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Mortensen v. Bresnan Communications, L.L.C

United States District Court, District of Montana, Billings Division

May 6, 2014

DALE MORTENSEN and MELISSA BECKER, individually, and on behalf of themselves and all others similarly situated, Plaintiffs,


Keith Strong, United States Magistrate Judge

I. Synopsis

Defendant Bresnan Communications (“Bresnan”) moved to the compel arbitration of the claims of Plaintiffs Dale Mortensen and Melissa Becker (collectively “Plaintiffs”). That motion was previously denied. The motion was denied again upon reconsideration. Bresnan took appeal. The Ninth Circuit remanded and directed the application of New York law rather than Montana law.

Arbitration should be compelled upon analysis of New York law. The service agreement represents a validly formed contract under New York law. The arbitration provision of that contract is not unconscionable because the potential for high costs to the plaintiffs is speculative.

II. Jurisdiction

The Court has personal jurisdiction over the parties, all of whom are found in Montana. Fed.R.Civ.P. 4(k)(1)(A); Mont. R. Civ. P. 4(b). Plaintiffs reside in Montana and Defendants conduct extensive, pervasive business in the state. See Complaint, Doc. 1 at 4-6; Answer, Doc. 31 at 2-3. The case was initially assigned to District Judge Richard Cebull, but was reassigned to Chief Judge Dana Christensen upon Judge Cebull's retirement. (Doc. 57 at 3.) Chief Judge Christensen referred this matter to the under Dated: June 11, 2013, in compliance with D. Mont. L. R. 72.2(b). (Doc. 59.). Subject matter jurisdiction exists both because the parties are diverse and because the case presents issues of federal law. See Complaint, Doc. 1 at 6; 28 U.S.C. §§ 1331, 1332.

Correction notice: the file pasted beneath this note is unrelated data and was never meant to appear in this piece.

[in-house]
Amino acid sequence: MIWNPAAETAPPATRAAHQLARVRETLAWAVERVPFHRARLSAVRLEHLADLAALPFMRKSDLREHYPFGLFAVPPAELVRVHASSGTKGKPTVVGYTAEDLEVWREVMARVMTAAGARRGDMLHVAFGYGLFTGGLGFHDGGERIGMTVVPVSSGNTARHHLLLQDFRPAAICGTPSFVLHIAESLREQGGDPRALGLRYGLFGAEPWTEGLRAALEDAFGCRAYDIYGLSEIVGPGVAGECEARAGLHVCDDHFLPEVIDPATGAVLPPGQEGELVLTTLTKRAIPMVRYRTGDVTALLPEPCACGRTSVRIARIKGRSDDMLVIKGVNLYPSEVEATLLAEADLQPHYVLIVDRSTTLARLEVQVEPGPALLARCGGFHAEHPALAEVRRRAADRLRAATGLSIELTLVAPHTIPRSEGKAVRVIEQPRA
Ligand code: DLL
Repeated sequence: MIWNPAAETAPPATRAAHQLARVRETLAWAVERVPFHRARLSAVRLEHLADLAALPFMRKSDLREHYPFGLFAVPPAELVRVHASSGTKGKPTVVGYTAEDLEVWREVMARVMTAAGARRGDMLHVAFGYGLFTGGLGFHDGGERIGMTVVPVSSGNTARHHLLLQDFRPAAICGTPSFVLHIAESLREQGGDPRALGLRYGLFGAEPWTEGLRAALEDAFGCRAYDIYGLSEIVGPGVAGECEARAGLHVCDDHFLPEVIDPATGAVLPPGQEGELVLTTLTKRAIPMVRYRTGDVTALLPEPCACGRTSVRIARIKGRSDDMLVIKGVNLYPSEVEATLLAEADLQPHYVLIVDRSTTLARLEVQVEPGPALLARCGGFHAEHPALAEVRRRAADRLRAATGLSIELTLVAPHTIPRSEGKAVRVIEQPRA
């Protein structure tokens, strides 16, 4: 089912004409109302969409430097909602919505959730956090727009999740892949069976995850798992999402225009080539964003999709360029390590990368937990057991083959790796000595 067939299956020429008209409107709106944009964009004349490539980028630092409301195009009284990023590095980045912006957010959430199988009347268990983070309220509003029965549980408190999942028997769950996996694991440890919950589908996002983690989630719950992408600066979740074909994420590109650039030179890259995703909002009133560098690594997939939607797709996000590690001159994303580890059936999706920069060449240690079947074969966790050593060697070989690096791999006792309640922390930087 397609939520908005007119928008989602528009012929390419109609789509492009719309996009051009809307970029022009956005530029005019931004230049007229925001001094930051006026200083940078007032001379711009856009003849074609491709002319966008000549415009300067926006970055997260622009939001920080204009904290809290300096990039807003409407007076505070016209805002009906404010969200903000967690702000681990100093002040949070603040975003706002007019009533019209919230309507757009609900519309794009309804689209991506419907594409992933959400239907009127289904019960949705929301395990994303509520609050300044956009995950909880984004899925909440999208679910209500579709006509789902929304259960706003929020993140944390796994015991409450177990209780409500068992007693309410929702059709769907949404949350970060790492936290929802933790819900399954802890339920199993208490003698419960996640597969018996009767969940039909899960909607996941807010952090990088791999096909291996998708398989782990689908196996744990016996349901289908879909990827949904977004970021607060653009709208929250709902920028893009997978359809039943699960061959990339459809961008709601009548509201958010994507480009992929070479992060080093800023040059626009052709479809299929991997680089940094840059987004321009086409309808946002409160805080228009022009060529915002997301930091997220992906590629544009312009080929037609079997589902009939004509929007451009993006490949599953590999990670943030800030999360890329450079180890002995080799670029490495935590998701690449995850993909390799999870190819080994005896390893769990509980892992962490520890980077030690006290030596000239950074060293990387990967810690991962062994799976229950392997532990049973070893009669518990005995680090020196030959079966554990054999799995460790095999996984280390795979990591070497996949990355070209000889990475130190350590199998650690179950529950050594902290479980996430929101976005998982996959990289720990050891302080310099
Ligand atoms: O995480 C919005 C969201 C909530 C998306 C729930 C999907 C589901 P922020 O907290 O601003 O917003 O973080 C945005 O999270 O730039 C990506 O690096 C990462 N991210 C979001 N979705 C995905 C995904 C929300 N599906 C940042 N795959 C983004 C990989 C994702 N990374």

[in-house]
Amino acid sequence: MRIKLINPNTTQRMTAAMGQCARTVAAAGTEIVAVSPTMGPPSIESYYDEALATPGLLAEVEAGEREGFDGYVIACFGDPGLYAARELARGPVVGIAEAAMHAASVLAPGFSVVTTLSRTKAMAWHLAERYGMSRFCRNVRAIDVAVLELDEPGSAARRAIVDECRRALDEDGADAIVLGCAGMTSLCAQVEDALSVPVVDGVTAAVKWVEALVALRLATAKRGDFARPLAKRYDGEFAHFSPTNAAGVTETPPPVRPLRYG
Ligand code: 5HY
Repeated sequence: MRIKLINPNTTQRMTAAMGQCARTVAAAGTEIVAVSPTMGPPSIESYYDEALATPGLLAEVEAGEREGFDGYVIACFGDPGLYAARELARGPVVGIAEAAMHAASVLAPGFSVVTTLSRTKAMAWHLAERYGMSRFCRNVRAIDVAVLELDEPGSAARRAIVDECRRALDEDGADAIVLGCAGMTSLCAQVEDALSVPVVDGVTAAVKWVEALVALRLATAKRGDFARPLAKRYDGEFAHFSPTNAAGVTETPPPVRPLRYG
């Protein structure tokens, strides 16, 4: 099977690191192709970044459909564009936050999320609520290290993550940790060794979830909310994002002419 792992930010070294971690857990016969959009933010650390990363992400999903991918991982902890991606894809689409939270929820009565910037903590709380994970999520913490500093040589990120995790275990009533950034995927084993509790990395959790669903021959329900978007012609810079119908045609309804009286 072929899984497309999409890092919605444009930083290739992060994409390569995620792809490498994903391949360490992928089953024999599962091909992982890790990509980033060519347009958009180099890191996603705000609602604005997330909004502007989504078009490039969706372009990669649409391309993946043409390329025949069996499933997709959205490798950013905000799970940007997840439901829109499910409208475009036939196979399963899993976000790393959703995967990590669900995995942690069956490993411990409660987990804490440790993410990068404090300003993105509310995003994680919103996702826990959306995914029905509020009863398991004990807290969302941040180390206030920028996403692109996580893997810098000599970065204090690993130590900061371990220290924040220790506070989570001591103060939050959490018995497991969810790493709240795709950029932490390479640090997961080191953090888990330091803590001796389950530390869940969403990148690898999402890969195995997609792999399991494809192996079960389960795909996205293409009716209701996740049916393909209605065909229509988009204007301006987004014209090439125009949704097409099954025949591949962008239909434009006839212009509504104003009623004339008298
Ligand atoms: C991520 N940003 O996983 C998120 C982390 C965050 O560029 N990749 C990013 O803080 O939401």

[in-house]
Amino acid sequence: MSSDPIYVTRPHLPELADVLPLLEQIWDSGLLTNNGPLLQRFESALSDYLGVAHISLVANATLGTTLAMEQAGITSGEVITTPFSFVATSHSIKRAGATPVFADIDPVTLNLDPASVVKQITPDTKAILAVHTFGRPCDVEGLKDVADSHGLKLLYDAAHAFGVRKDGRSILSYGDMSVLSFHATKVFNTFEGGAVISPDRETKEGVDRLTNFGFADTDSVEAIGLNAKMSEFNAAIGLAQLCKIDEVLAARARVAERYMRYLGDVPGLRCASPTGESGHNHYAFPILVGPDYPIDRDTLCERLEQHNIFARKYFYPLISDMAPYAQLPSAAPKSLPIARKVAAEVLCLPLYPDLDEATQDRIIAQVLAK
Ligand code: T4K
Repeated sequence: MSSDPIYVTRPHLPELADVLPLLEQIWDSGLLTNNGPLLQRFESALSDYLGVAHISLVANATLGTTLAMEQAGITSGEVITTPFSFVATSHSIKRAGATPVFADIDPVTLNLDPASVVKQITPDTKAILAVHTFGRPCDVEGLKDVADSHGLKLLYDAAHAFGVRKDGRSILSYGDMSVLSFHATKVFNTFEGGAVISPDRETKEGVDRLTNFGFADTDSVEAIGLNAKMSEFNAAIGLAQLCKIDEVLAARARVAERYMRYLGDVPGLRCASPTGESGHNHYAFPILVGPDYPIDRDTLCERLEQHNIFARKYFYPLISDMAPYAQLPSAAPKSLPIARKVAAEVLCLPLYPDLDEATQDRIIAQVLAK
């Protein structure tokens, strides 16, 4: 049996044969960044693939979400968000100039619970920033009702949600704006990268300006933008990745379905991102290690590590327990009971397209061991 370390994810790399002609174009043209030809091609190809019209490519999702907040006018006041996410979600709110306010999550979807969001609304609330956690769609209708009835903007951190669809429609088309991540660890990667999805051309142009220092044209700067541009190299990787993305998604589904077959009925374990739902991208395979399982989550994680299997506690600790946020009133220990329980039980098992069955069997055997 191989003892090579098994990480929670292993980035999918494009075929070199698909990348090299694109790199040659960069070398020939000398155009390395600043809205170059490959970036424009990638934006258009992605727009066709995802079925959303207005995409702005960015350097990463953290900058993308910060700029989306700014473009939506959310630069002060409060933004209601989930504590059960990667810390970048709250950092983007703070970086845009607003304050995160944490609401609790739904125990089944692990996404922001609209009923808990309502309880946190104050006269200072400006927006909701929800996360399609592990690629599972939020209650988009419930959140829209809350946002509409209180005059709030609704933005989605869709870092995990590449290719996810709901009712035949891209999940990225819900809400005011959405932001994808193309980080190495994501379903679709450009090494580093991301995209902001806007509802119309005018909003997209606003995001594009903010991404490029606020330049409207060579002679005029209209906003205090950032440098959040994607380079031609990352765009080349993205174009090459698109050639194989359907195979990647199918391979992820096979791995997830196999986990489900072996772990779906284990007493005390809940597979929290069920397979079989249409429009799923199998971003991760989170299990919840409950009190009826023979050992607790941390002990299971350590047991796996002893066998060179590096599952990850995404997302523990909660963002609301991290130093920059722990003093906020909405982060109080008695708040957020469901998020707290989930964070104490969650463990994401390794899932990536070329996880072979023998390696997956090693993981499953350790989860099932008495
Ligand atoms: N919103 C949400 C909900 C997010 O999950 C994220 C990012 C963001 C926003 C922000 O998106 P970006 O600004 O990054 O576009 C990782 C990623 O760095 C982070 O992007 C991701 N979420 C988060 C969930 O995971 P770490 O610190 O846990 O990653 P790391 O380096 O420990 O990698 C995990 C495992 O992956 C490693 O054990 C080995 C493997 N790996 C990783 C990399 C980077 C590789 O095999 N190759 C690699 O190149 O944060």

III. Status

The United States Court of Appeals for the Ninth Circuit vacated Judge Cebull’s decision that declined to reconsider whether to compel arbitration under Montana law (doc. 48), and remanded for consideration of Bresnan’s motion to compel arbitration under New York law. (Doc. 61); Mortensen v. Bresnan Commc'ns, LLC, 722 F.3d 1151 (9th Cir. 2013) [hereinafter Mortensen]. Both the Plaintiffs and Bresnan have briefed how New York law affects Bresnan’s motion to compel arbitration. (Docs. 64, 65.)

IV. Standards

A. Arbitration Under the Federal Arbitration Act

The Federal Arbitration Act (“FAA”) makes arbitration agreements in contracts involving interstate commerce presumptively “valid, irrevocable, and enforceable.” Mortensen, 722 F.3d at 1157 (internal quotations omitted); see also 9 U.S.C. § 2. The FAA “mandates that district courts shall direct the parties to proceed to arbitration on issues as to which an arbitration agreement has been signed.” Mortensen, 722 F.3d at 1157. To determine whether to compel arbitration, courts must consider (1) whether there was a valid agreement to arbitrate between the parties, and (2) whether the arbitration agreement covers the dispute at issue. Kilgore v. KeyBank, Nat. Ass'n, 718 F.3d 1052, 1058 (9th Cir. 2013).